19. This is the single most important video/point I’ve heard you make in several years Robert. As I said over on FF (http://beta.friendfeed.com/scobleizer/927f84a3/mike-arrington-and-i-disagree-on-future), there’s magic in this real time stuff and major $$$ waiting to be extracted by the one who can attract the attention of the crowd and show them the path to the awesomeness that is riding the real time river. Whoever builds the best visual metaphor for slicing, dicing, and mashing up the river will win these precious $$$. Exciting times indeed. As to whether Mike gets it or not, I can’t really comment on that because I haven’t met him (*yet*) and wasn’t privy to your conversation. Great post.

  20. This is the single most important video/point I’ve heard you make in several years Robert. As I said over on FF (http://beta.friendfeed.com/scobleizer/927f84a3/mike-arrington-and-i-disagree-on-future), there’s magic in this real time stuff and major $$$ waiting to be extracted by the one who can attract the attention of the crowd and show them the path to the awesomeness that is riding the real time river. Whoever builds the best visual metaphor for slicing, dicing, and mashing up the river will win these precious $$$. Exciting times indeed. As to whether Mike gets it or not, I can’t really comment on that because I haven’t met him (*yet*) and wasn’t privy to your conversation. Great post.

  21. Man, seriously fascinating video Robert. I thought it was going to be all about your disagreement with Arrington, but no – you’ve got me thinking.

  22. Man, seriously fascinating video Robert. I thought it was going to be all about your disagreement with Arrington, but no – you’ve got me thinking.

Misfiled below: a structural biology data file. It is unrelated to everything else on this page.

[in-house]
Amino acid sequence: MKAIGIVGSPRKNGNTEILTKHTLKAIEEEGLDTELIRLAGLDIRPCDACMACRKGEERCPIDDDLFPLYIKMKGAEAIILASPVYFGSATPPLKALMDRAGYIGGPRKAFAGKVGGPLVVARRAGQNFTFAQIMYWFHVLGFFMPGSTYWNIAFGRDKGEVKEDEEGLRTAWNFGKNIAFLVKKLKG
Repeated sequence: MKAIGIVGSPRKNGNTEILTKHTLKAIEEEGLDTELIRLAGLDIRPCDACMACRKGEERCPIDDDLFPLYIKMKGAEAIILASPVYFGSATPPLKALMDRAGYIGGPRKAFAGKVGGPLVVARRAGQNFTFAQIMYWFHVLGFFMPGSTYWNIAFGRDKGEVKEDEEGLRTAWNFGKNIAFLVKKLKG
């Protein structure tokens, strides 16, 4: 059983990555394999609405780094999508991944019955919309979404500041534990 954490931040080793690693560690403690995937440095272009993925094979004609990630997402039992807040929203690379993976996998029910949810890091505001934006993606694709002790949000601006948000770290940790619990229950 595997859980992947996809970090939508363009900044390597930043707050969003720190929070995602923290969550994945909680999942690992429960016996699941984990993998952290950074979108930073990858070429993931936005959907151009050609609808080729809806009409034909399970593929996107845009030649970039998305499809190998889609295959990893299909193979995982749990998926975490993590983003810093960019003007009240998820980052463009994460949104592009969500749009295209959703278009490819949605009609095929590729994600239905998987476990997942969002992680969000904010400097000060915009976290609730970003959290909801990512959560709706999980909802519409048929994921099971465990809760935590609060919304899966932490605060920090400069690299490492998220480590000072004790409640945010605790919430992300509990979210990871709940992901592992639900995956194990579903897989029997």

23. I agree on the value of metadata, but feel that non social meta data is being overlooked. We need to use available content to provide context, hence building a “deeper” experience. We need maps (google maps), concepts (wikipedia), reviews (yelp), etc added to the info our friend feed is putting in front of us.
    Social meta data in the form of “likes” or “comments” can be use to filter or, with enough volume, can end up adding to the noise.

  24. I agree on the value of metadata, but feel that non social meta data is being overlooked. We need to use available content to provide context, hence building a “deeper” experience. We need maps (google maps), concepts (wikipedia), reviews (yelp), etc added to the info our friend feed is putting in front of us.
    Social meta data in the form of “likes” or “comments” can be use to filter or, with enough volume, can end up adding to the noise.

  25. Great read Robert, but consider product deliverability and accessibility. Simply put, Friendfeed just isn’t as accessible to the mainstream yet. They need to do a better job of communicating its purpose and simplifying the application before the mainstream will take notice. Sometimes, it takes more than simply having the best product.